In regards to his weight, I had him into the vet to ask, as I am not accustomed to such a deep chested and well ribbed breed.

    The vet says he is on the ball for weight with, at the maximum, a pound to lose. Our biggest chore is going to be maintenance at this weight, as this boy is very food motivated.

    He is tall as well, at a 12 inch wither height. He is just a big boy. He was originally table and ring trained but outgrew the show ring.

    I read on another Tibbie list, based in the USA, and there are some breeders/owners on that list that say they have Tibbies (at fit weight) that are up to 23 pounds.



    I know the Cavalier and Papillon breeds well with friends who show and have yet to come across a small breed that doesn't have many oversize members (that usually go to pet homes). That's a good thing for those that like the larger ones. :)

    Ruby
    Last edited by a moderator: Jan 23, 2012
  6. Michelle Rose

    Michelle Rose New Member

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    Michelle of Hisown Tibetan Spaniels
    Once you have a Tibetan Spaniel live with you, you will never want any thing else. They are truly the perfect dog. They can live in a small apartment or a family home. They can jog besides you or love to play in your back yard. With his independent nature and quick agility, the Tibetan Spaniel has been compared to a cat.
    Lively and playful, yet also calm and laid-back, this good-natured dog is easy to live with. He fits into an apartment or an estate with equal contentment. All he asks for in the way of exercise are daily walks and occasional romps in a safe enclosed area once a month.
    Tibetan Spaniels are family-oriented: they love to play games with their own people, are sensitive to moods and feelings. I have been breeding them since 1994. They live in my home, under foot and always ready to cuddle when I am.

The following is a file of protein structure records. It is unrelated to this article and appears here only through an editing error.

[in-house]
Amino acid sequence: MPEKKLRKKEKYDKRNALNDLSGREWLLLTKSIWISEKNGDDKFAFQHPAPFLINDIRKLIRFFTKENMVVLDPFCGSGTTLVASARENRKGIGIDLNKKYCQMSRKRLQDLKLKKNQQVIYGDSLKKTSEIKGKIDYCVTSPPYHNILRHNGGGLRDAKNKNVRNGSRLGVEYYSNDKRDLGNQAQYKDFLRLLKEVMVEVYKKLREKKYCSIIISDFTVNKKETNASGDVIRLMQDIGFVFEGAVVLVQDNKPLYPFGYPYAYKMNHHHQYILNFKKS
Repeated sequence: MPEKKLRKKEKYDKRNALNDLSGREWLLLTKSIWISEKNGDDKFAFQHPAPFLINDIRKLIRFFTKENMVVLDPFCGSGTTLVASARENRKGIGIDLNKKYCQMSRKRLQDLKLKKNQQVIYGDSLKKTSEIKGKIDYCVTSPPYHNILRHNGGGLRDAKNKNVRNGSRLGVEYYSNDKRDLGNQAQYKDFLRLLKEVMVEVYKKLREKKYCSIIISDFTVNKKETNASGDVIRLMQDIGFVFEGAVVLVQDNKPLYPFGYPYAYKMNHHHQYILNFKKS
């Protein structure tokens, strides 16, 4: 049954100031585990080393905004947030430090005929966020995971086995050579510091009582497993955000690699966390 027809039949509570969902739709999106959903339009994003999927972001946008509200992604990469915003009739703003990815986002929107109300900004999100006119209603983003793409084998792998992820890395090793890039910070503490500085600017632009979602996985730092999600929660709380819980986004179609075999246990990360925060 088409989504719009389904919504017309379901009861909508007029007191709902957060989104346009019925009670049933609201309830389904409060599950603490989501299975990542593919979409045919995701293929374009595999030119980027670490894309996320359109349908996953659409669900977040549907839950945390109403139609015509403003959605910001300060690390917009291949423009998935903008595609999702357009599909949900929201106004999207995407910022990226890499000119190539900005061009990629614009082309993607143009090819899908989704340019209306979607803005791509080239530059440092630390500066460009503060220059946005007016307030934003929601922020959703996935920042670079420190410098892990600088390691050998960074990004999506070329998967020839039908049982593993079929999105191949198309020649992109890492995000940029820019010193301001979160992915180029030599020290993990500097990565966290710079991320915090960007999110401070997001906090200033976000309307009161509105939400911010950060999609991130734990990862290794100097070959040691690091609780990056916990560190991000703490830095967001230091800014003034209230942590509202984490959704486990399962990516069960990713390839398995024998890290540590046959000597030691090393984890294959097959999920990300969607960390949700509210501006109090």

7. Michelle Rose

    Michelle Rose New Member

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    Michelle of Hisown Tibetan Spaniels
    I have some Tibbies. Where did you get your little dear?
  8. Michelle Rose

    Michelle Rose New Member

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    Michelle of Hisown Tibetan Spaniels
    Ruby not to disagree with your friends, Tibetan Spaniels ARE NEVER to be over 15 - 18 pounds in weight. I have been in the confirmation ring and Rally ring. I have been involved with Tibetan Spaniels since 1992 and if they are 23 pounds that is NOT in a fit weight, not at all.
    Last edited by a moderator: Jan 23, 2012
  9. rubylover

    rubylover New Member

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    rubylover
    How can you know this without knowing the height or build of the dog?

    Fit depends on build and height. Some dogs are heavier boned and taller than standard and those dogs are FIT at a heavier weight.

    ALL dogs in a breed do not come out within standard. There are outliers born in every breed.

    I know Papillons that are littermates . . . one 7 pounds and the brother is 16 pounds, and a fit weight. He is just a big boy - both taller and much heavier in bone than most Papillons as well. Same goes for the variation seen in many Cavalier litters that I know of.